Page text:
The situation is familiar: A cold object is in contact with a hot object and there is an energy transfer in between them, $Q$.

I know that $Q_{hot} = -Q_{cold}$ and that, because this is a spontaneous process, that $\Delta S > 0$. Therefore, $|\Delta S_{hot}| < |\Delta S_{cold}|$.

This is where I am presented with the equation $$ \Delta S = \frac{Q}{T} $$ leading to

$$\frac{Q_{hot}}{T_{hot}} + \frac{Q_{cold}}{T_{cold}} > 0 $$ The hot object has a higher temperature and, thus, the "hot" object will have a smaller $\Delta S$ than the "cold" object, leading to an overall positive $\Delta S$.

There are two things that I don't understand.

  1. While I can see that $T$ must be inversely related to $\Delta S$, it doesn't make sense to me from the standpoint of a physical model. In my own (fairly basic, mind you) understanding, a larger amount of energy in a system (i.e. the system is at a higher temperature) should lead to a larger number of ways that the energy can be arranged (i.e. greater entropy). I am certain that my reasoning is wrong, but how?

  2. This is certainly not an isothermal change. Why then are we able to use single temperature values for the two objects rather than some change in temperature?

  • $\begingroup$ A system presenting a constant temperature boundary condition, a thermostat, does NOT have finite energy, just as a constant voltage source (an ideal battery) or constant current source are idealizations of "large" sources. By large I mean relative to the load they drive. $\endgroup$ – hyportnex Nov 7 '16 at 21:06
  • $\begingroup$ Which makes a bigger difference in your spending habits: if you have \$0 and I give you \$5 or if you have \$100 and I give you \$5? Here is a better analogy $\endgroup$ – pentane Nov 7 '16 at 21:12
  • $\begingroup$ @pentane I agree that it is bigger proportionally, but this doesn't seem right to me because changes in entropy are additive. $\endgroup$ – Christian Wimber Nov 8 '16 at 13:31

Your equations for the change in entropy of both the hot object and the cold object are incorrect. To get the change in entropy of the hot object, you need to devise a reversible path between its initial state and its final state, and calculate the integral of dQ/T for that reversible path. Same for the cold object.

Here's how to do the calculation. Let $T_H$ and $T_C$ be the initial temperatures of the hot and cold objects, respectively, and let $(MC)_H$ and $(MC)_C$ be the product of mass and heat capacity. Then, from the first law, $$(MC)_H(T_H-T_F)=(MC)_C(T_F-T_C)=Q$$where $T_F$ is the final temperature of both objects and Q is the total amount of heat transferred. So, $$T_F=\frac{(MC)_HT_H+(MC)_CT_C}{(MC)_H+(MC)_C}$$

The next step is to devise a reversible path between the initial state of the hot object at $T_H$ and the final state at $T_F$, and calculate the integral of dQ/T for that path. This can be done by placing the initially hot object in contact with a continuous sequence of constant temperature reservoirs at slightly different temperatures running from $T=T_H$ to $T=T_F$. For each step along this path, $dQ=-(MC)_HdT$ and $dS=-(MC)_HdT$. So, for the hot reservoir, $$(\Delta S)_H=-\int_{T_F}^{T_H}{\frac{(MC)_H}{T}dT}=-(MC)_H\ln{\frac{T_H}{T_F}}=-Q\frac{\ln{(T_H/T_F)}}{(T_H-T_F)}$$Similarly, for the initially cold object,$$(\Delta S)_C=Q\frac{\ln{(T_F/T_C)}}{(T_F-T_C)}$$ Note that, in both these equations, Q is not divided by the initial temperature of each object, but rather by the so-called log-mean temperature, which is a weighted average of the initial temperature and the final temperature. This answers your second question.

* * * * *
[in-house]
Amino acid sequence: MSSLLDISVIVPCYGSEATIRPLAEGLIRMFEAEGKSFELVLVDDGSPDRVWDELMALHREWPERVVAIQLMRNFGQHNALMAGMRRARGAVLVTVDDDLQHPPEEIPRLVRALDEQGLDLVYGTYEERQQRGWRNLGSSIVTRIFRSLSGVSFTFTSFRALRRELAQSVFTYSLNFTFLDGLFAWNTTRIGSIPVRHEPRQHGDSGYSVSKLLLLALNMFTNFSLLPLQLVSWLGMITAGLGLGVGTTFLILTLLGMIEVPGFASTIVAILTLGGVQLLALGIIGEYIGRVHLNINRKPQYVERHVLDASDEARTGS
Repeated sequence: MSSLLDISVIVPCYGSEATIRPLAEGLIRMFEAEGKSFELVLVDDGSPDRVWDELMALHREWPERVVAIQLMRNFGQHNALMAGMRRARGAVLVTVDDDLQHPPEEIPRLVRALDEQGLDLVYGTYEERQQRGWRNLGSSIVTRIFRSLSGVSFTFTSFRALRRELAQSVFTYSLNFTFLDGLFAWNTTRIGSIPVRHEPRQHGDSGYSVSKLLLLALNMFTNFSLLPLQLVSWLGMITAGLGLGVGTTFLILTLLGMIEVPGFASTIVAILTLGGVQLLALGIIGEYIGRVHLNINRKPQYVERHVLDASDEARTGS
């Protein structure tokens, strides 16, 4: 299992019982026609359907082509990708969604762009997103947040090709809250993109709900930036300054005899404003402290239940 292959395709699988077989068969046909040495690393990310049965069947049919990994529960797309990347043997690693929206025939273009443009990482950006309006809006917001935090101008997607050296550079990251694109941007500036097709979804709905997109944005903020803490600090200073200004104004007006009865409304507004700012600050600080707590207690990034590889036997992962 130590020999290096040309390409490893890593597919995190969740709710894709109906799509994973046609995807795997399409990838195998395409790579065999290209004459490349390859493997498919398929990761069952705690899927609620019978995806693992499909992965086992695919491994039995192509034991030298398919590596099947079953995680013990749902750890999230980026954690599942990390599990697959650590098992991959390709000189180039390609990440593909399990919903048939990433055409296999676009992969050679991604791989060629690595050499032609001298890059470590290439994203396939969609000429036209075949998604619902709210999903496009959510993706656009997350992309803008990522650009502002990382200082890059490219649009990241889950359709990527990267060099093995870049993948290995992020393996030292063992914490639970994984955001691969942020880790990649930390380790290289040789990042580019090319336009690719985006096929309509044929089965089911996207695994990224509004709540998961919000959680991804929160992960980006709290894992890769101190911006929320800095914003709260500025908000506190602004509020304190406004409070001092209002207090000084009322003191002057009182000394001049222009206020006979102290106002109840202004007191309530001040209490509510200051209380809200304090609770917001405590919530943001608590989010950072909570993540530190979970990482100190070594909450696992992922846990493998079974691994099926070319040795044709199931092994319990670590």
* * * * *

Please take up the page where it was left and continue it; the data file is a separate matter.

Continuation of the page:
The total change in entropy for both objects is thus given by:$$\Delta S=Q\frac{\ln{(T_F/T_C)}}{(T_F-T_C)}-Q\frac{\ln{(T_H/T_F)}}{(T_H-T_F)}$$ Mathematically, this entropy change is greater or equal to zero irrespective of the masses, heat capacities, and initial temperatures of the objects.

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  • $\begingroup$ Thanks for showing me how to properly complete the derivation, and you certainly have answered my second question. I can follow your work well enough, but I'm still looking for a connection to a physical model. Why is Q scaled by the natural log of the proportion of the temperatures? Why is the contribution to the total change in entropy of the system decreased by a higher concentration of thermal energy? Is this something that can only be derived in the abstract, or is there some way to connect it to a physical model? $\endgroup$ – Christian Wimber Nov 8 '16 at 13:52
  • $\begingroup$ My understanding stems from the classical development, rather than from statistical mechanics. The classical development is based on observational experience, captured mathematically by the Clausius inequality. So, if you are looking for a statistical mechanical explanation, I'm afraid I won't be able to provide that. $\endgroup$ – Chet Miller Nov 8 '16 at 14:12
  • $\begingroup$ I've never seen the Clausius inequality before, and it seems a useful way to think about entropy and systems described as above. Thanks for bringing it up. That said, I'm a chemistry teacher, and I've always considered entropy from the statistical mechanical viewpoint. It's much easier for me to envision untold multitudes of intertwined harmonic oscillators than a simple heat engine. $\endgroup$ – Christian Wimber Nov 8 '16 at 15:26
  • $\begingroup$ A very good development based on the Clausius inequality is given in Fundamentals of Engineering Thermodynamics by Moran, et al. Here is also a link to an article I wrote related to the same approach and the classical development: physicsforums.com/insights/… $\endgroup$ – Chet Miller Nov 8 '16 at 15:29

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